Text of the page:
*Its All about Pj Problem Strings -
7 Spaces Of Interest and their associated Basic Sequences; 7 Pj Problems of Interest (PPI) and their Alleles (A)*

The *Eletron Configuration Table* presents a detailed information about the *residencies* of the electrons of the elements of the Periodic Table. *Quantum wave mechanics* is the theory that established the *Electron Configuration Table*. Basically, the theory explains the behaviour of subatomic particles like the electrons of atoms and in particular, their residences and motions. Niels Bohr, De Broglie, Werner Heisenberg, Erwin Schrodinger and Paul Dirac were primary developers of the theory.

Quantum wave mechanics posits that there are three regions around the nucleus of an atom that electrons are most likely to reside: *shell*, *subshell* and *orbitals*. A shell is also called the principal quantum number or energy-level of an atom. It is usually denoted by the letter *n*. For example, *n = 1* implies the first shell (shell or energy-level nearest the nucleus of the atom); *n = 2* implies the second shell and so on. Energy increases with increasing *n*. There are *n* subshells in the *nth* shell. The first subshell is called the *s* subshell, the second is called the *p* subshell, the third is called the *d* subshell, the fourth is called the *f* subshell, the fifth the *g* subshell and so on. There are *n ^{2}* orbitals in the

*nx ^{y}*
where

The distribution of an atom's electrons in their respective orbitals is called the *electron configuration* of the atom. The *electron configuration* of an atom is usually expressed in an *Electron Configuration Table *. The following is the *Electron Configuration Table* for *gold*:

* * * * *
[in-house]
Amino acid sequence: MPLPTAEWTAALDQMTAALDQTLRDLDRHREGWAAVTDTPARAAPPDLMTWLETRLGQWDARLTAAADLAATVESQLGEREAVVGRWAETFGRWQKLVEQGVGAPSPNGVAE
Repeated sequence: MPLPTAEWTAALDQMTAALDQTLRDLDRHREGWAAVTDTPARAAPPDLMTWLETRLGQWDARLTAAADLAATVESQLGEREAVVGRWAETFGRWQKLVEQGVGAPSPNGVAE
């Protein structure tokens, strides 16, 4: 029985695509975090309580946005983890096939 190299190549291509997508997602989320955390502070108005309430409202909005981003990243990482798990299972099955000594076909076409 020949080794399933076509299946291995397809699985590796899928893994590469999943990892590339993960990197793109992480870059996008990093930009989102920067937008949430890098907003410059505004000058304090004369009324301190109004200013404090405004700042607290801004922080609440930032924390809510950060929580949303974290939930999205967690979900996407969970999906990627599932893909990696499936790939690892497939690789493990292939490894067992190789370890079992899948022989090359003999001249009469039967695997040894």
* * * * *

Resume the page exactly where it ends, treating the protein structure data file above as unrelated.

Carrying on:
*1s ^{2}
2s^{2} 2p^{6}
3s^{2} 3p^{6} 3d^{10}
4s^{2} 4p^{6} 4d^{10} 4f^{14}
5s^{2} 5p^{6} 5d^{10}
6s^{1}*

The rule for electron *containership* in an orbital is given by *Pauli exclusion principle*: an orbital can hold no more than two electrons and the electrons must be of opposite spin (orientation in magntic field).

The description of the *motions* of electrons within their orbitals is given by *Heisenberg uncertainty principle*: it is impossible to know exactly both the position and momentum of an electron at the same instant.

The *interactions* of atoms occur when atoms share, or donate, or accept valence electrons. In general, the period of an atom equals its number of shells *n* and its group (Roman numeral) equals the number of electrons in its valence-shell.

The general form of the valence-shell configuration is:

*ns ^{a}np^{b}*
. Where n=is the period of the atom and a + b = number of electrons in its valence-shell. For example, I (Iodine) is at period 5 and group VIIA of the periodic table. So, n = 5 and a + b = 7. Therefore, its valence-shell configuration is: